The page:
The factory's own drawing office was already at an early stage noticeably independent, designing changes and extensions. The more modest designs were often made in the drawing office and Aalto's contribution could consist of general advice on the overall massing, materials and fenestration. Examples of changes carried out by the drawing office were, for instance, the raising of the roof height of the Rantala housing block in the beginning of the 1950s and the extension to the workers' sauna. In the factory, the extension to the office was carried out by the drawing office following the original massing and detailing.


Image: Alvar Aalto Archive.

The factory was rapidly completed in a worsening economical situation and amid growing political uncertainty, but Kanto methodically promoted the improvement of the housing conditions of the working population.

The social aims of Kanto and Aalto are evident in how carefully the floor plans of the workers' housing were studied or in how the stairwells of the buildings were designed.

Sunila Oy decided in May 1938 to participate in the creation of EKA (Etelä-Kymi Housing Company), founded together with Karhula Oy and Kymi Oy. Five residential buildings intended for the staff of the companies together with a maintenance building were constructed north of the sports field in 1939. Lauri Kanto was also chosen as the chairman of the new housing company.
Before the Winter War (1939-40) the work force got to enjoy a normal life in the new factory and residential area. The war, however, abruptly stopped the routines, and the operation of the factory and life in Sunila became difficult for over a decade.


Image: The Provincial Museum of Kymenlaakso (PMK)

With the changes in the factory processes and the growing need for space, the style of building changed. Stage by stage the operations moved out from the factory halls, and the old buildings have partly been left empty. The new buildings from the 1980s and 1990s are of prefabricated construction, albeit that they have been adjusted to fit into the old surroundings by giving them red brick facades. The old red-brick 'ocean liner' is in the process of disappearing between the boiling and bleaching department towers and the soda department.

The Sunila pulp mill gives an excellent cross-section of building from the 1930s to the 21st century. The factory from the 1930s was built on site with a reinforced concrete and brick construction. The major part of the buildings received red-brick façades. Only the tower-like technical buildings and warehouses were left with concrete facades, which were then whitewashed. The structural solutions were traditional; only the forms became more pared down with time, in the contemporary Functionalist style.

The buildings of the residential area were placed spaciously in the terrain, and the main facades of the buildings were directed towards the southwest or west to maximise daylight. The buildings were separated from the factory buildings through the façade treatment: red brick or lightweight concrete block walls were given a bagged render finish and painted with lime white wash. In later projects, too, Aalto continued to demarcate the different functions of a building complex through the use of different materials and colours; e.g. at the Jyväskylä University campus the buildings related to sports culture have whitewashed facades and all the academic buildings are in red-brick.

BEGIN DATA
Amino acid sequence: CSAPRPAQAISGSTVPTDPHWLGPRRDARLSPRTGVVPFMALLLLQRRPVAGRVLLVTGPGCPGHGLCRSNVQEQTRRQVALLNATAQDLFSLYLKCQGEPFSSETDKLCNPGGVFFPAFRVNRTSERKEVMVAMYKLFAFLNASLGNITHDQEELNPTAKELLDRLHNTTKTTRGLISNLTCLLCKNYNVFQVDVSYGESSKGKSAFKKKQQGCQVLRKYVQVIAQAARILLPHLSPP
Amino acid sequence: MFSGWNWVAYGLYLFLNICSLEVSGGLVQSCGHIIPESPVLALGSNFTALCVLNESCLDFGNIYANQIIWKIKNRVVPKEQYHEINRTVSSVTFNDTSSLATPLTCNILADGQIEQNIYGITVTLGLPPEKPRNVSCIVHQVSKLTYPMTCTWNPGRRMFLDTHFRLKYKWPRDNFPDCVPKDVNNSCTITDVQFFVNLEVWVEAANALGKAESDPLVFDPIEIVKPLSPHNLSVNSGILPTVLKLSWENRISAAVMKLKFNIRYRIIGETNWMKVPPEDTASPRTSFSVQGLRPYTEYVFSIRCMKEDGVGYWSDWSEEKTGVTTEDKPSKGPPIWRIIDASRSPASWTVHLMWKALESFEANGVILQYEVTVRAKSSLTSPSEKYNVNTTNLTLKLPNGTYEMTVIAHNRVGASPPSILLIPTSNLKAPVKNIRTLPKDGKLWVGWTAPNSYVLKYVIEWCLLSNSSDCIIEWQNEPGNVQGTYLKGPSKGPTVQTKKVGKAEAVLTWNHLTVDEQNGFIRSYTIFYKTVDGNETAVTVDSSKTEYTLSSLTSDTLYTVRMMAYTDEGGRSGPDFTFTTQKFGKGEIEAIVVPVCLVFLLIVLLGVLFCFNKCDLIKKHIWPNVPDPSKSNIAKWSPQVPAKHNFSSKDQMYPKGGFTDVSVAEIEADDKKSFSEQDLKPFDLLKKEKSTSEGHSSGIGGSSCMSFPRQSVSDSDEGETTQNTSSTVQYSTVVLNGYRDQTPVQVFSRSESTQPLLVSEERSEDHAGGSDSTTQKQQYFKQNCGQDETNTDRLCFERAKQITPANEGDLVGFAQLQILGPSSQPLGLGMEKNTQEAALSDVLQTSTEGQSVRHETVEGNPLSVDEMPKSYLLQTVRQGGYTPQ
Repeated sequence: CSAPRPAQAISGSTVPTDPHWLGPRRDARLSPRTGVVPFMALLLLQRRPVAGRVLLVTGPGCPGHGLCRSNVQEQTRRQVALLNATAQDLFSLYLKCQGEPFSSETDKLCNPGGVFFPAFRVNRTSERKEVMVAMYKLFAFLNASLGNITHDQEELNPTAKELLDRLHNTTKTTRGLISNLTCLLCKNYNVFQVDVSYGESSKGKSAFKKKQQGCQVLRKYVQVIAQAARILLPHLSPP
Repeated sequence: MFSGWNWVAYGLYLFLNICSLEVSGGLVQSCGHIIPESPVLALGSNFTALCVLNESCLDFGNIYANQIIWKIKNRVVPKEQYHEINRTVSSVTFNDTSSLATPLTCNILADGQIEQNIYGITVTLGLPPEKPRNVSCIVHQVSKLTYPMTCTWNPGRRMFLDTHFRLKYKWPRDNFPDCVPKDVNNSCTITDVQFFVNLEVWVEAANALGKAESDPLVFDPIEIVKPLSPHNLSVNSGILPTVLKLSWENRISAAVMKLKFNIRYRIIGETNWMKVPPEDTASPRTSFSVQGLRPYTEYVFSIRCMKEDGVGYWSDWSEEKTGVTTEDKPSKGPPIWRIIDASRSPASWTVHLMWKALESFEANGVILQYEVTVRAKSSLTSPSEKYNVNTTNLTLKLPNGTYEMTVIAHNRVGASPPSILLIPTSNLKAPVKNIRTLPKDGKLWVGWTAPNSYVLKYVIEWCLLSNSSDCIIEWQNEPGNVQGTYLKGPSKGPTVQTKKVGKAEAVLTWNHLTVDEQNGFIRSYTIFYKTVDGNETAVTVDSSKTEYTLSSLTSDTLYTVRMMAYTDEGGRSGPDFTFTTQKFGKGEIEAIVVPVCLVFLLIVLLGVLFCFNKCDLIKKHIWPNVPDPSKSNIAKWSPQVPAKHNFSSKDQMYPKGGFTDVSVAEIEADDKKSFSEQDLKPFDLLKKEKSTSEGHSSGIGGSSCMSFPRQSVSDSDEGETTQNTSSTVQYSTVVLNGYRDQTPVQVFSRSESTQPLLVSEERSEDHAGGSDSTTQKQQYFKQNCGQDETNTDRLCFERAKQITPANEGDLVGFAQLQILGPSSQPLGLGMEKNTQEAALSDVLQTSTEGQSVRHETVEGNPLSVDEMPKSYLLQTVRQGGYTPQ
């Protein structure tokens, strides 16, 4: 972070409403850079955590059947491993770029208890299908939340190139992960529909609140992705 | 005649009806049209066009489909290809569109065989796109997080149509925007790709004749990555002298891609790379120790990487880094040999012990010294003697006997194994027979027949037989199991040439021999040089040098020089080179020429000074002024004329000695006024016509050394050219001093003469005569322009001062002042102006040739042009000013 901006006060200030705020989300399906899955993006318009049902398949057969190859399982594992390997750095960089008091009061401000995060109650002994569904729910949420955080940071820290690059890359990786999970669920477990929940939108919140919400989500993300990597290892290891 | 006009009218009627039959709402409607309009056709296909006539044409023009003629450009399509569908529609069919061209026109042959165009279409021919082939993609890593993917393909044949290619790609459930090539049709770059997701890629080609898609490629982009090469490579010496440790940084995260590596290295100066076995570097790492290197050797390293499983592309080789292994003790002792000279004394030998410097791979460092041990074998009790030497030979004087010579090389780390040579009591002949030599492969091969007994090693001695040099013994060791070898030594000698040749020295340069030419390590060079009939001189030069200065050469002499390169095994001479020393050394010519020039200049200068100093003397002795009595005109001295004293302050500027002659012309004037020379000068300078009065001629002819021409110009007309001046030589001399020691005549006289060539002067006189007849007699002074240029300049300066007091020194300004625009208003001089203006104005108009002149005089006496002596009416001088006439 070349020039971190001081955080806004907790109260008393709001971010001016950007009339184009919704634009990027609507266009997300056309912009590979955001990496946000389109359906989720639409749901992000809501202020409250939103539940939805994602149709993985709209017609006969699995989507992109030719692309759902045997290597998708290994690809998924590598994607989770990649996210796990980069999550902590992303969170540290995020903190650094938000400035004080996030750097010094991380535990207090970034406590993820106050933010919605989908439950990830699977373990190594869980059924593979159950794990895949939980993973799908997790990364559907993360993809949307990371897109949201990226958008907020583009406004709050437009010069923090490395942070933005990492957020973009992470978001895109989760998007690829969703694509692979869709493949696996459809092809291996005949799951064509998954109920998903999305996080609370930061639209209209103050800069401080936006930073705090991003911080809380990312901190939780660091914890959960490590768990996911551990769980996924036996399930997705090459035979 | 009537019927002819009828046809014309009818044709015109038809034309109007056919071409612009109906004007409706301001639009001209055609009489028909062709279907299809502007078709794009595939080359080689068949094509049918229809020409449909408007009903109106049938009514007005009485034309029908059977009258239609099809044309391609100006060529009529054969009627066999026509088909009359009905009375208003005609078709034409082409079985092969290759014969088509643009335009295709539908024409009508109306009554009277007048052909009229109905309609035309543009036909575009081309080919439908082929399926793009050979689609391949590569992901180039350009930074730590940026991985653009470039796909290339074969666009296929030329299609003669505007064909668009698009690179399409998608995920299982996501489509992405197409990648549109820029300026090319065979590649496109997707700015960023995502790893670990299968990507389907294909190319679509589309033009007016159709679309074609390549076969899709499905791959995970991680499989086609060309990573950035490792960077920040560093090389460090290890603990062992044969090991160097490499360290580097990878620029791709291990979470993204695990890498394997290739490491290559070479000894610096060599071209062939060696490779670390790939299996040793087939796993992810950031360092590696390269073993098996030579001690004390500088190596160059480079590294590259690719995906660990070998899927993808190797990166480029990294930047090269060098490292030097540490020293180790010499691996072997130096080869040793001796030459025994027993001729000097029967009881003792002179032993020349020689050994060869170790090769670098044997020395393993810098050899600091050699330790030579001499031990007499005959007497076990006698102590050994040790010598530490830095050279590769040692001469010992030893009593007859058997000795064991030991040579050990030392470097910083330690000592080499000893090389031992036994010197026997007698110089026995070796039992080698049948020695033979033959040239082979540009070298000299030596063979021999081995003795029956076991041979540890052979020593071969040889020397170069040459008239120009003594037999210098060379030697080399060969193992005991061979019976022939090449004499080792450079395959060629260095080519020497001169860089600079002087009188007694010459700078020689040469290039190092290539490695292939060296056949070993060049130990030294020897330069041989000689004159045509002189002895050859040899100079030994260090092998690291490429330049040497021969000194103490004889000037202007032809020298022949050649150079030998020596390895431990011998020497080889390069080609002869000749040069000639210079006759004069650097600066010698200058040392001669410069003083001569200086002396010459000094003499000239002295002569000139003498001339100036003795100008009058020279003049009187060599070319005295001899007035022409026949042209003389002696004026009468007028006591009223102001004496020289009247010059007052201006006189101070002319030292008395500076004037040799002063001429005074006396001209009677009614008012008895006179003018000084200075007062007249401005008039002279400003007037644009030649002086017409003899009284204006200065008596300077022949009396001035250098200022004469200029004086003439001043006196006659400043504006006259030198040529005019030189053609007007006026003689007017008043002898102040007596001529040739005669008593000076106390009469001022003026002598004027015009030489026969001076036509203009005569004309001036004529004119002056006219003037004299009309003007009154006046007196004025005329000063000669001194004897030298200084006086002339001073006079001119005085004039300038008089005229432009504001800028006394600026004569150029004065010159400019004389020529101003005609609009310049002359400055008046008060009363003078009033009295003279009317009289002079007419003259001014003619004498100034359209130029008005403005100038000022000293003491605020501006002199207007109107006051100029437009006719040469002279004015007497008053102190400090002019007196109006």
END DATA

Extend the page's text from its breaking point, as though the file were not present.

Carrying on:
The Sunila factory extensions and its new buildings from the 1940s all the way up until the 1960s continued systematically along the same lines. The extensions of the tall pulp boiling building from the beginning and end of the 1950s were made simply by continuing the existing building mass eastwards. In many buildings, however, it is possible to distinguish the old part from its extension only by the slightly differing colour of the facade brick or from minor new details.

Many changes occurred at the beginning of the 1960s. Lauri Kanto retired and the role of architectural consultant moved from Aalto to architect Bertel Gripenberg. The end of the 1950s and the beginning of the 1960s was a time of development in terms of both pulp production and building.

The recovery boiler renewal carried out in 1963-66 fittingly symbolized the changes: the new recovery boiler equipment didn't fit into the old building, and so the height of the roof was raised by some ten metres with the help of prefabricated concrete elements: this extension was the last building in Sunila with which Aalto was involved. Following Aalto's suggestion, Gripenberg rounded off the external corners of the extension.

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- Tapani Mustonen